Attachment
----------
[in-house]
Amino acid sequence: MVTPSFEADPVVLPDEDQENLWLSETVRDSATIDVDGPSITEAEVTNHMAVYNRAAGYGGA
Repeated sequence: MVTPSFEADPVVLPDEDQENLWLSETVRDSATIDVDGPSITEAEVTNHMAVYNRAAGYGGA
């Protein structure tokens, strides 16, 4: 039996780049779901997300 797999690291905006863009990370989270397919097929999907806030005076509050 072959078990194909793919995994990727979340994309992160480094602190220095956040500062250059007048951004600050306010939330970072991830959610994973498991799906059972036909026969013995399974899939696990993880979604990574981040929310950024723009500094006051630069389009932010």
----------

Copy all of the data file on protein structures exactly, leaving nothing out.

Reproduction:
[in-house]
Amino acid sequence: MVTPSFEADPVVLPDEDQENLWLSETVRDSATIDVDGPSITEAEVTNHMAVYNRAAGYGGA
Repeated sequence: MVTPSFEADPVVLPDEDQENLWLSETVRDSATIDVDGPSITEAEVTNHMAVYNRAAGYGGA
């Protein structure tokens, strides 16, 4: 039996780049779901997300 797999690291905006863009990370989270397919097929999907806030005076509050 072959078990194909793919995994990727979340994309992160480094602190220095956040500062250059007048951004600050306010939330970072991830959610994973498991799906059972036909026969013995399974899939696990993880979604990574981040929310950024723009500094006051630069389009932010």